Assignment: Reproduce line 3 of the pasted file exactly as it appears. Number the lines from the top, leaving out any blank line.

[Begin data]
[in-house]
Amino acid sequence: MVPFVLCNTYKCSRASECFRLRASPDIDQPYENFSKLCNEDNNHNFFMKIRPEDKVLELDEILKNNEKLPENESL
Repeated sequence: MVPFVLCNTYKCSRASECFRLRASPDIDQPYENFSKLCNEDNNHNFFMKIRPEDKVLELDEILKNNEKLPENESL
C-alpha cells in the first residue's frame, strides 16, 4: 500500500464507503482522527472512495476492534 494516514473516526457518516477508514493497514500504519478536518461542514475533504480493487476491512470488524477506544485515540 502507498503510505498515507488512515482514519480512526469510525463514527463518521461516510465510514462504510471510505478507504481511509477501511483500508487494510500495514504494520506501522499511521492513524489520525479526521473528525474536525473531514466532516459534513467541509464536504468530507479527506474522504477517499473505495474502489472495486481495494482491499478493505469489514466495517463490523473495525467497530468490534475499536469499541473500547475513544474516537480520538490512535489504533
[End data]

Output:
Repeated sequence: MVPFVLCNTYKCSRASECFRLRASPDIDQPYENFSKLCNEDNNHNFFMKIRPEDKVLELDEILKNNEKLPENESL